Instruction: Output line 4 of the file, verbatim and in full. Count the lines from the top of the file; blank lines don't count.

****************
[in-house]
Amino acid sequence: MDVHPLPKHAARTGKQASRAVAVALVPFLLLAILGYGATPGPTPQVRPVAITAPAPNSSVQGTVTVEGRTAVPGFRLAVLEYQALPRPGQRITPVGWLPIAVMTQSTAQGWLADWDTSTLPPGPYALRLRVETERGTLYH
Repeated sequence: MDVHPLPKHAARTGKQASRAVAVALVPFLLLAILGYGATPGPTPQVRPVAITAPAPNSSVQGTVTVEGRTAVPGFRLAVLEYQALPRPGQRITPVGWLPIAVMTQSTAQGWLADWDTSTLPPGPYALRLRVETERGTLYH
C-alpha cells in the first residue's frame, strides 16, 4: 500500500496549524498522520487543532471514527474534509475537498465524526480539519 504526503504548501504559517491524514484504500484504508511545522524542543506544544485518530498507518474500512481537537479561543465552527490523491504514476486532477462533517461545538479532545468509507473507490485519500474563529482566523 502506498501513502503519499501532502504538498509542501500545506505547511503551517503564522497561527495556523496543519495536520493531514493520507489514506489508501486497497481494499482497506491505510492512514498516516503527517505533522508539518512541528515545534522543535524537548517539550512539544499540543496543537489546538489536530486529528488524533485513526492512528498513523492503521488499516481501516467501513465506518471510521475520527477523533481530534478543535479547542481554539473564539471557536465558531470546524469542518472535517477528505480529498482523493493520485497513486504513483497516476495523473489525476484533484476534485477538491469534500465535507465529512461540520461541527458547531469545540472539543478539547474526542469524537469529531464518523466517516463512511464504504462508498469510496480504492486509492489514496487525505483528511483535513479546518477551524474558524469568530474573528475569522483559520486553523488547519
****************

C-alpha cells in the first residue's frame, strides 16, 4: 500500500496549524498522520487543532471514527474534509475537498465524526480539519 504526503504548501504559517491524514484504500484504508511545522524542543506544544485518530498507518474500512481537537479561543465552527490523491504514476486532477462533517461545538479532545468509507473507490485519500474563529482566523 502506498501513502503519499501532502504538498509542501500545506505547511503551517503564522497561527495556523496543519495536520493531514493520507489514506489508501486497497481494499482497506491505510492512514498516516503527517505533522508539518512541528515545534522543535524537548517539550512539544499540543496543537489546538489536530486529528488524533485513526492512528498513523492503521488499516481501516467501513465506518471510521475520527477523533481530534478543535479547542481554539473564539471557536465558531470546524469542518472535517477528505480529498482523493493520485497513486504513483497516476495523473489525476484533484476534485477538491469534500465535507465529512461540520461541527458547531469545540472539543478539547474526542469524537469529531464518523466517516463512511464504504462508498469510496480504492486509492489514496487525505483528511483535513479546518477551524474558524469568530474573528475569522483559520486553523488547519